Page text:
DEA Reaffirms ‘Flat Earth’ Position With Regard To Scheduling Marijuana

Washington, DC: The United States Drug
Enforcement Administration (DEA) has rejected a pair of administrative rescheduling
petitions challenging the federal classification of cannabis as a
Schedule I controlled substance with no accepted medical utility.
The decision continues to classify marijuana in the same category
as heroin.

However, in a separate announcement, the agency said that it is
adopting policy changes designed to expand the production of
research-grade cannabis for FDA-approved clinical protocols.

Presently, any clinical trial involving cannabis must access
source material cultivated at the University of Mississippi – an arbitrary
prohibition that is not in place for other controlled substances.
Today, the agency announced for the first time that it will
consider applications from multiple parties, including private
entities, to produce marijuana for FDA-approved research protocols
as well as for “commercial product development.” Ironically, this
change was
initially recommended
by the DEA’s own administrative law judge
in 2007, but that decision was ultimately
rejected by the agency
in 2011.

Commenting on the DEA’s actions, NORML Deputy Director Paul
Armentano said: “While this announcement is a significant step
toward better facilitating and expanding clinical investigations
into cannabis’ therapeutic efficacy, ample
scientific evidence already exists
to remove cannabis from its
schedule I classification and to acknowledge its relative safety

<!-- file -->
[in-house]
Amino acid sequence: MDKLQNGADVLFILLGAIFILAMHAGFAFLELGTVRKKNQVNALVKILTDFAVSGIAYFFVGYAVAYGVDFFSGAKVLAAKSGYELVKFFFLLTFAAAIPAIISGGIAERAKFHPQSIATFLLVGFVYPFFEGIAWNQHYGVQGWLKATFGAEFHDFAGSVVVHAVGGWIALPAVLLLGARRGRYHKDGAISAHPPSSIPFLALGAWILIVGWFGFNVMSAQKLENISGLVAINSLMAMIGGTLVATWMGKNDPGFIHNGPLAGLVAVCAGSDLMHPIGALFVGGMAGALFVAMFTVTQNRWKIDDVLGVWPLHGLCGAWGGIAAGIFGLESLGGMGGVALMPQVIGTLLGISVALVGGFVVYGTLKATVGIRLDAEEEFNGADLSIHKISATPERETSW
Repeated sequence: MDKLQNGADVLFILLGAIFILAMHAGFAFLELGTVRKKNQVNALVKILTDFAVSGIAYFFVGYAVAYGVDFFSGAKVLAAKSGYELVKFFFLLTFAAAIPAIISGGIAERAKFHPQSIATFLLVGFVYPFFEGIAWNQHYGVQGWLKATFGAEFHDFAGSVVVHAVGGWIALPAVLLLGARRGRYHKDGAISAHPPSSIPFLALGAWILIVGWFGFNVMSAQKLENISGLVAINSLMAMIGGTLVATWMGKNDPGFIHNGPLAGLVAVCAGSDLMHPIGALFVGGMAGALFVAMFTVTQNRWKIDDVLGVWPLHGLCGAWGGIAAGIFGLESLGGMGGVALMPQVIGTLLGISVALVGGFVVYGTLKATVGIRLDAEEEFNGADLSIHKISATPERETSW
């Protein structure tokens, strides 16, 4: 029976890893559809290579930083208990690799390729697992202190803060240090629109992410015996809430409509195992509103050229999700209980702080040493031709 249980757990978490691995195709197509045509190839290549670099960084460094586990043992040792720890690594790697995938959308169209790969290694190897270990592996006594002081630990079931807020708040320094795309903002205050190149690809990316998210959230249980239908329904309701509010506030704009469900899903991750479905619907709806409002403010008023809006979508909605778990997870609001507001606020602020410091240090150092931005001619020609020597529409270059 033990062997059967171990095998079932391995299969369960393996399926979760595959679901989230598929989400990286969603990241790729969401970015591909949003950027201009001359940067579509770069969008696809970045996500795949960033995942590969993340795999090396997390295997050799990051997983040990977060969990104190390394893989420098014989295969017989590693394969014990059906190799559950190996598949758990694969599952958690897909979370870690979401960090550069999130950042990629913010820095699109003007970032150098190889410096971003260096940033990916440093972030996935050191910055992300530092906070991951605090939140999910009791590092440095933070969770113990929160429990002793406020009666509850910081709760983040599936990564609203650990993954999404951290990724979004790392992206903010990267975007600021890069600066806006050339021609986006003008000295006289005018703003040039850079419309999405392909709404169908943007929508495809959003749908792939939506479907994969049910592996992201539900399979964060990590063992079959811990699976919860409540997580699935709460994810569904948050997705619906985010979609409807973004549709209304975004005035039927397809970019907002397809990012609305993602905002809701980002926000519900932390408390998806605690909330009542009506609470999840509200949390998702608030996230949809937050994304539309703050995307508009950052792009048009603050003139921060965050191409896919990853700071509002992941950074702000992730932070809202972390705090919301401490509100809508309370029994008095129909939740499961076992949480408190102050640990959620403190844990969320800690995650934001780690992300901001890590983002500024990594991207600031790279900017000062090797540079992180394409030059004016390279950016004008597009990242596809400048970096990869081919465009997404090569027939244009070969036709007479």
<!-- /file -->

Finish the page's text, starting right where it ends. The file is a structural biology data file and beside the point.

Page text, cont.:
compared to other scheduled substances, like opioids, and
unscheduled substances, such as alcohol. Ultimately, the federal
government ought to remove cannabis from the Controlled
Substances Act altogether
in a manner similar to alcohol and
tobacco, thus providing states the power to establish their own
marijuana regulatory policies free from federal intrusion.”

He added: “Since the DEA has failed to take such action, then it
is incumbent that members of Congress act swiftly to amend
cannabis’ criminal status in a way that comports with both public
and scientific opinion. Failure to do so continues the federal
government’s ‘Flat Earth’ position. It willfully ignores the
well-established therapeutic properties associated with the plant
and it ignores the laws in 26 states
recognizing marijuana’s therapeutic efficacy.”

A recent review of FDA-approved clinical studies evaluating the
safety and efficacy of herbal cannabis concluded: “Based on
evidence currently available the Schedule I classification is not
tenable; it is not accurate that cannabis has no medical value, or
that Information on safety is lacking.”

Added Armentano: “The DEA’s decision is strictly a political
one. There is nothing scientific about willful ignorance.”

The DEA has previously rejected several other rescheduling
petitions, including a 2002 petition filed by a coalition of marijuana law
reform and health advocacy organizations, and a 1972 petition filed
by NORML. The petitions that triggered this latest DEA action were
filed in 2009 by a nurse practitioner and in
2011 by then-Govs. Christine Gregoire of Washington and Lincoln
Chafee of Rhode Island.

For more information, please contact Paul Armentano, NORML
Deputy Director, at: